Thermoreversible and Injectable ABC Polypeptoid Hydrogels: Controlling the Hydrogel Properties through Molecular Design

Sunting Xuan, Chang Uk Lee, Cong Chen, Andrew B. Doyle, Yueheng Zhang, Li Guo, Vijay T. John, Daniel Hayes, Donghui Zhang

Research output: Contribution to journalArticle

30 Citations (Scopus)

Abstract

A series of ABC triblock copolypeptoids [i.e., poly(N-allyl glycine)-b-poly(N-methyl glycine)-b-poly(N-decyl glycine) (AMD)] with well-defined structure and varying composition have been synthesized by sequential primary amine-initiated ring-opening polymerization of the corresponding N-substituted N-carboxyanhydride monomers (Al-NCA, Me-NCA, and De-NCA). The ABC block copolypeptoids undergo sol-to-gel transitions with increasing temperature in water and biological media at low concentrations (2.5-10 wt %). The sol-gel transition is rapid and fully reversible with a narrow transition window, evidenced by the rheological measurements. The gelation temperature (Tgel) and mechanical stiffness of the hydrogels are highly tunable: Tgel in the 26.2-60.0 °C range, the storage modulus (G′) and Young's modulus (E) in the 0.2-780 Pa and 0.5-2346 Pa range, respectively, at the physiological temperature (37 °C) can be readily accessed by controlling the block copolypeptoid composition and the polymer solution concentration. The hydrogel is injectable through a 24 gauge syringe needle and maintains their shape upon in contact with surfaces or water baths that are kept above the sol-gel transition temperature. The hydrogels exhibit minimal cytotoxicity toward human adipose derived stem cells (hASCs), evidenced from both alamarBlue and PicoGreen assays. Furthermore, quantitative PCR analysis revealed significant up-regulation of the Col2a1 gene and down-regulation of ANGPT1 gene, suggesting that the hydrogel exhibit biological activity in inducing chondrogenesis of hASCs. It was also demonstrated that the hydrogel can be used to quantitatively encapsulate water-soluble enzymes (e.g., horseradish peroxidase) by manipulating the sol-gel transition. The enzymatic activity of HRP remain unperturbed after encapsulation at 37 °C for up to 7 d, suggesting that the hydrogel does not adversely affect the enzyme structure and thereby the enzymatic activity. These results suggest that the polypeptoid hydrogel a promising synthetic platform for tissue engineering or protein storage applications.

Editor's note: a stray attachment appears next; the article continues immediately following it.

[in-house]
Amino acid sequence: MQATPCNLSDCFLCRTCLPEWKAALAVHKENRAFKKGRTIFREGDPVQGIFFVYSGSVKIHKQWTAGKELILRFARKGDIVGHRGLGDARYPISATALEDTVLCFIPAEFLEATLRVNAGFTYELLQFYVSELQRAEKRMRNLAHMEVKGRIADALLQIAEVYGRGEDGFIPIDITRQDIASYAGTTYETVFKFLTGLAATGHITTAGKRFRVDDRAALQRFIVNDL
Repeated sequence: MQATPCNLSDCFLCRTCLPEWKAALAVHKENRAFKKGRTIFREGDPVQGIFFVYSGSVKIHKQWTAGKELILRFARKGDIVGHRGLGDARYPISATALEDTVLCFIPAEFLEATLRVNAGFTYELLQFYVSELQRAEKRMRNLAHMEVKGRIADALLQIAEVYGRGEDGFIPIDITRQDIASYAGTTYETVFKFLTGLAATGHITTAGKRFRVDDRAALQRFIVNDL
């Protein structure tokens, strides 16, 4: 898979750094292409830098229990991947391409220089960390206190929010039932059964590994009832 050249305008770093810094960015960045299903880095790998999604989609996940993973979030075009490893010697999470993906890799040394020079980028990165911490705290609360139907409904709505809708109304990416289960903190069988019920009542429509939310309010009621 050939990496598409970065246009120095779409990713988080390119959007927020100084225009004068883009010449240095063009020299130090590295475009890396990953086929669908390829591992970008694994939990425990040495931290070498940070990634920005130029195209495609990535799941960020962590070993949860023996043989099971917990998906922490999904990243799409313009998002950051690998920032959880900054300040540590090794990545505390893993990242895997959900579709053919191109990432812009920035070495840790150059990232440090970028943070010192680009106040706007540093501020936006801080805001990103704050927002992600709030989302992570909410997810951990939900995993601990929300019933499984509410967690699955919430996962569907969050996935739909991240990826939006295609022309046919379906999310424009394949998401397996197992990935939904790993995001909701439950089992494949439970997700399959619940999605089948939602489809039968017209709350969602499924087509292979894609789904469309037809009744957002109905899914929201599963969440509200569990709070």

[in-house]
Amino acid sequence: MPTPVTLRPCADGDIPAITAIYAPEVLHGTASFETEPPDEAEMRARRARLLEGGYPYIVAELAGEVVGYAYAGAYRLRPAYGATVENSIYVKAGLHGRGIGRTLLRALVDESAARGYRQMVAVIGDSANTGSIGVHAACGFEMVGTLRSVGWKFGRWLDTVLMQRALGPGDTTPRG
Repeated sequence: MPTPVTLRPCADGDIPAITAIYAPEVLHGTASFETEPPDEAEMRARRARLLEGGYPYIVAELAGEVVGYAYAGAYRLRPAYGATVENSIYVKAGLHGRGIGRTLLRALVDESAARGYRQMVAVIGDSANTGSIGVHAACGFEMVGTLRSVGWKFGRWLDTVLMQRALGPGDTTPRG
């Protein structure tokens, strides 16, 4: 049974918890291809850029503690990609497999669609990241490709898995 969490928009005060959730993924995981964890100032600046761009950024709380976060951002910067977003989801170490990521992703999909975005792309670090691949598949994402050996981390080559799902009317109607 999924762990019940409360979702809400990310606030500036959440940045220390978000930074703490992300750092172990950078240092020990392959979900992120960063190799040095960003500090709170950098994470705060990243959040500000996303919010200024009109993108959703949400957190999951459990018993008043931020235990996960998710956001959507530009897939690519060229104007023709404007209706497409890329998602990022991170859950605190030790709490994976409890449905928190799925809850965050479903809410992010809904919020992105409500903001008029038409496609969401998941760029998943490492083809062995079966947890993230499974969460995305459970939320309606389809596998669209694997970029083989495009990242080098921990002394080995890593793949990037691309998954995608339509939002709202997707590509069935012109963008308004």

Original languageEnglish (US)
Pages (from-to)727-737
Number of pages11
JournalChemistry of Materials
Volume28
Issue number3
DOIs
StatePublished - Feb 9 2016

Fingerprint

Hydrogels
Hydrogel
Sol-gels
Stem cells
Glycine
Amino acids
Water
Genes
Elastic moduli
Chemical analysis
Sarcosine
Syringes
Ring opening polymerization
Enzymes
Polymethyl Methacrylate
Gelation
Horseradish Peroxidase
Polymer solutions
Cytotoxicity
Bioactivity

All Science Journal Classification (ASJC) codes

  • Chemistry(all)
  • Chemical Engineering(all)
  • Materials Chemistry

Cite this

Xuan, Sunting ; Lee, Chang Uk ; Chen, Cong ; Doyle, Andrew B. ; Zhang, Yueheng ; Guo, Li ; John, Vijay T. ; Hayes, Daniel ; Zhang, Donghui. / Thermoreversible and Injectable ABC Polypeptoid Hydrogels : Controlling the Hydrogel Properties through Molecular Design. In: Chemistry of Materials. 2016 ; Vol. 28, No. 3. pp. 727-737.